Asian Identity And The Tyranny Of The Majority
Start writing a post
Politics and Activism

Asian Identity And The Tyranny Of The Majority

Who do you see? I see a small bit of diversity.

133
Asian Identity And The Tyranny Of The Majority
Flickr.com

As a freshman coming into college, you discover a lot of new things. You get to grasp on life a bit more, you learn a thing or two within your classes, and sometimes you get to see how people really see you. So, with that in mind, a couple of weeks ago, I had the privilege of being insulted with the words, “Mmm… You’re not cute or pretty.” Which, in any other given situation, I would have shrugged off the comment, but you know, those words stuck a little.

You see, as an Asian-American, I’ve never found myself to be particularly attractive. In fact, when I look in the mirror, all I see is an “Asian girl.” Someone with dark hair, dark eyes, and a plain face— I fit the bill for the majority of the “Asian girl” stereotype. But that’s the thing, why is that? Why am I not able to self-compliment myself? Why do I think that I am “plain” in comparison to the rest of society?

I thought about it for a while, and I asked my other Asian-American female friends the same questions. They also thought, “[they] were just Asian.” But what does that even mean?

These questions took some investigating; I asked some of my friends what I honestly looked like to them. To my surprise, their comments were more specific than I would have ever thought myself. One said that I had a kind face, another said that my hair was unique because it was wavy and not pin-straight, and a different friend said that I had a sweet smile. To be honest, I was expecting generic comments such as, “you’re pretty” or “you’re cute” or other quick comments, but to compliment and pinpoint someone’s distinct features is a larger feat than most people would really think. Regardless of the fact that these comments came from people who are my friends, their comments made me wonder more about why I didn't have any confidence in my Asian features.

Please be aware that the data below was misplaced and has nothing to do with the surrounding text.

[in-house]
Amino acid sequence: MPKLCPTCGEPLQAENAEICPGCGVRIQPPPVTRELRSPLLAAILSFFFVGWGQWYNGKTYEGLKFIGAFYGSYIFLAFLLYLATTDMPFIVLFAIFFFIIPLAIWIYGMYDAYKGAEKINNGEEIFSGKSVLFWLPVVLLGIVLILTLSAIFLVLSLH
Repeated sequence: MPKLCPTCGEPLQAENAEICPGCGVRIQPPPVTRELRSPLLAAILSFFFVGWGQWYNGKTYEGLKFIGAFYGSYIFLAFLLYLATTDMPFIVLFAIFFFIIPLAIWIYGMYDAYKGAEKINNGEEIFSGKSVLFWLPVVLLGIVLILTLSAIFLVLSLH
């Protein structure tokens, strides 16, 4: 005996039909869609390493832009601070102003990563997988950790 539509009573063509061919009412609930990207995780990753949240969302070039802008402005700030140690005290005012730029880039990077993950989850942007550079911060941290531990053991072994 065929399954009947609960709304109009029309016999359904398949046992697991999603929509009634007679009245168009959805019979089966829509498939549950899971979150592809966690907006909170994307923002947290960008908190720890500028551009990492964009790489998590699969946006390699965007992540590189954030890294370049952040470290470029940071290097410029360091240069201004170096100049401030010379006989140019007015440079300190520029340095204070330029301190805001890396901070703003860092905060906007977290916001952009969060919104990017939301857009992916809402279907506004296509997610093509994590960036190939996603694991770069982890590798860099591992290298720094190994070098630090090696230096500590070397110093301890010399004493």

Now, perhaps this is a self-esteem issue, but when I was younger, I was told constantly that my physical features weren’t the most popular. I was often told off for having “chink eyes,” for “being yellow,” and for being short in general. Which, now that I am older, I have learned to embrace my given features despite the occasional demeaning remark.

But let’s face it here, self-appreciation takes a long time to muster. And who are we to look up to besides our family members and our friends? Media. Mass-media which can accommodate to all sorts of views, but has a particular bias nonetheless.

Just look at your average beauty magazine. Who do you see? I see a model, a singer, an actress, and an A-list socialite. Their hair is blowing in the air, their makeup is flawless, their skin is airbrushed at all angles, and their clothes are perfect. Not a single part of them seems faulty— they are the exemplars of society. Mind you, that’s not always the case with every person featured on a magazine cover. But at least physically, they’re what the rest of us should strive for.

Okay, now let’s look a little bit closer at the variety of magazine cover figures. Who do you see? I see a small bit of diversity— mainly Caucasian and a perhaps Hispanic or African-American figure here and there.

Yet just where are the Asian-American models and celebrities in magazines? There are plenty of talented Asian-American individuals such as Margaret Cho, Mindy Kaling, and Constance Wu (just to name a few) who are beautiful people that are wholly deserving of having exposure on Vogue, Cosmopolitan, or Glamour. And while there are specific magazines such as Kore.am (http://kore.am) or Mochi (http://www.mochimag.com) which discuss Asian-American cultures, why is there no mainstream exposure to the Asian-American community?

And while on the topic of no mainstream exposure, why are Asian characters often white-washed in cinema? Now, I am fully aware that Asians are not the only ones being white-washed by media. However, let’s focus in on Asian white-washing for a moment. In this past year alone, there were controversies over major Asian characters such the Ancient One (Doctor Strange) and Mulan having Caucasian actors. I’m sure that there are probably reasons for the choices, but is it too hard to ask to keep the Asian characters Asian?